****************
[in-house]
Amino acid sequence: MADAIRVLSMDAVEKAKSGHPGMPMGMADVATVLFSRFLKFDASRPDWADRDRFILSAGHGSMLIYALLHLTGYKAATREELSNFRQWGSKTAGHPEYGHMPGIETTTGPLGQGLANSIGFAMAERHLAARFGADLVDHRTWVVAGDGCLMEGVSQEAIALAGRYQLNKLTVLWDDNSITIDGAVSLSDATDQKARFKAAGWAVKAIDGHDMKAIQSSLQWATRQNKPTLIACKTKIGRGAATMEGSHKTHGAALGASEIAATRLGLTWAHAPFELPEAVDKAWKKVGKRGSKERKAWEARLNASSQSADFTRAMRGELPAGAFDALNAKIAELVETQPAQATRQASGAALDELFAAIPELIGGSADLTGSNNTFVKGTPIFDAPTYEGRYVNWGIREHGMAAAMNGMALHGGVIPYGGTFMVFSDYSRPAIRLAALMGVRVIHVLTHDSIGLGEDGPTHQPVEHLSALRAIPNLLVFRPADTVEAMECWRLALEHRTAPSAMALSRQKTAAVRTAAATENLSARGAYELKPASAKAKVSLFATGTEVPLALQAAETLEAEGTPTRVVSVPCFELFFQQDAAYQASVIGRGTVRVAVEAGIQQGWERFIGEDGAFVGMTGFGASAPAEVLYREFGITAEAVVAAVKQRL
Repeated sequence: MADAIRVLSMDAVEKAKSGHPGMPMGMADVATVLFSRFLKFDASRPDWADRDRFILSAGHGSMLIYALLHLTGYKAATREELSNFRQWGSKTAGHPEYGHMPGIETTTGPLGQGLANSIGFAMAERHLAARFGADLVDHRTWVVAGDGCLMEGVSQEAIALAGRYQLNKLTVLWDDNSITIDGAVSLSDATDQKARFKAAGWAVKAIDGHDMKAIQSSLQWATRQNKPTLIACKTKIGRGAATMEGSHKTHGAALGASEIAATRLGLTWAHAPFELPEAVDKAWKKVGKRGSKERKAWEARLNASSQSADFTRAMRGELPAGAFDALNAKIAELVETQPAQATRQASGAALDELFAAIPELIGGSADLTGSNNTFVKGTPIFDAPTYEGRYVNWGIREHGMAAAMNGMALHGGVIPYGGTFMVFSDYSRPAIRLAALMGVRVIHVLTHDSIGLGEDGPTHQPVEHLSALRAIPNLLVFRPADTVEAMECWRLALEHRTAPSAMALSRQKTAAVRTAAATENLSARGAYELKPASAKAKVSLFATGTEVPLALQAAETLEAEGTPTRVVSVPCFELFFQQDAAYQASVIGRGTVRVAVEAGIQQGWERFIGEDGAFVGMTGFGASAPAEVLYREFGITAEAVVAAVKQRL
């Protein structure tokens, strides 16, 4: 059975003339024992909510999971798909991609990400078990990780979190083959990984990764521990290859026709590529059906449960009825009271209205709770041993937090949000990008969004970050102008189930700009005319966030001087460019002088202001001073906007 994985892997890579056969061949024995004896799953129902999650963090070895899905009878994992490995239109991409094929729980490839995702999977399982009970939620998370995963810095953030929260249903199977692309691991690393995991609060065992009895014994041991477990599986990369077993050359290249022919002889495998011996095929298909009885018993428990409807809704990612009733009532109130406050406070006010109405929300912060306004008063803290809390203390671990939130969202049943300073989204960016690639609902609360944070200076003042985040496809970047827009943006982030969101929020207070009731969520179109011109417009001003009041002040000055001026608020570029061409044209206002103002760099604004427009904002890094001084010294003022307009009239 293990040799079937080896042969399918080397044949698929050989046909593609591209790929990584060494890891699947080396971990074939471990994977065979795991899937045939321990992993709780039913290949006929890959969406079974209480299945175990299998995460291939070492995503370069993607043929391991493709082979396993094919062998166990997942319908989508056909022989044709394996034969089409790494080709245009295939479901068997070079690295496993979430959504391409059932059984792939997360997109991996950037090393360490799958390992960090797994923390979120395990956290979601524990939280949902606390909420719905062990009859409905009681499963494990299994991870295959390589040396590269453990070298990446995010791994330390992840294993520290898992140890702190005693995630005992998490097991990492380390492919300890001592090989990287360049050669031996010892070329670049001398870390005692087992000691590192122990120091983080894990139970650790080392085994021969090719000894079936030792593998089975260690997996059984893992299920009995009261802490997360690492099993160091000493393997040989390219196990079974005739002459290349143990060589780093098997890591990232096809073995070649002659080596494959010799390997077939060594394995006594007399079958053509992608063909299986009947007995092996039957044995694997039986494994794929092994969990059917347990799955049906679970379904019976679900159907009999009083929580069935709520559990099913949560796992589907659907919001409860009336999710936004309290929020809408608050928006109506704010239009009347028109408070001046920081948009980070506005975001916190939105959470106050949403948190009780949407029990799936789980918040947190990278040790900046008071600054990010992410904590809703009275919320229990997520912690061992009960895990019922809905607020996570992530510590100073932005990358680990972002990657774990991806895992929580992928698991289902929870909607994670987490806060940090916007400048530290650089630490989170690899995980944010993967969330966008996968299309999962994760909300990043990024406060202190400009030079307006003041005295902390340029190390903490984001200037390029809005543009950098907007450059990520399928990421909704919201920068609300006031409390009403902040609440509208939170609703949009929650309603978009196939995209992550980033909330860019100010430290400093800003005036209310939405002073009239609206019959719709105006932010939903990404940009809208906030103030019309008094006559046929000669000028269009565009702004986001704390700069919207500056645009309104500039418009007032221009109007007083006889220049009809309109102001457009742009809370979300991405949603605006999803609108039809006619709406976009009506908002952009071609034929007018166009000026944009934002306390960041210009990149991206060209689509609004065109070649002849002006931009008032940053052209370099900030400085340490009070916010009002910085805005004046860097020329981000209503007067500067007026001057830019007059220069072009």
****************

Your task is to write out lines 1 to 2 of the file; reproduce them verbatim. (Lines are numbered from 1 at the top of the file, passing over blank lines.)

[in-house]
Amino acid sequence: MADAIRVLSMDAVEKAKSGHPGMPMGMADVATVLFSRFLKFDASRPDWADRDRFILSAGHGSMLIYALLHLTGYKAATREELSNFRQWGSKTAGHPEYGHMPGIETTTGPLGQGLANSIGFAMAERHLAARFGADLVDHRTWVVAGDGCLMEGVSQEAIALAGRYQLNKLTVLWDDNSITIDGAVSLSDATDQKARFKAAGWAVKAIDGHDMKAIQSSLQWATRQNKPTLIACKTKIGRGAATMEGSHKTHGAALGASEIAATRLGLTWAHAPFELPEAVDKAWKKVGKRGSKERKAWEARLNASSQSADFTRAMRGELPAGAFDALNAKIAELVETQPAQATRQASGAALDELFAAIPELIGGSADLTGSNNTFVKGTPIFDAPTYEGRYVNWGIREHGMAAAMNGMALHGGVIPYGGTFMVFSDYSRPAIRLAALMGVRVIHVLTHDSIGLGEDGPTHQPVEHLSALRAIPNLLVFRPADTVEAMECWRLALEHRTAPSAMALSRQKTAAVRTAAATENLSARGAYELKPASAKAKVSLFATGTEVPLALQAAETLEAEGTPTRVVSVPCFELFFQQDAAYQASVIGRGTVRVAVEAGIQQGWERFIGEDGAFVGMTGFGASAPAEVLYREFGITAEAVVAAVKQRL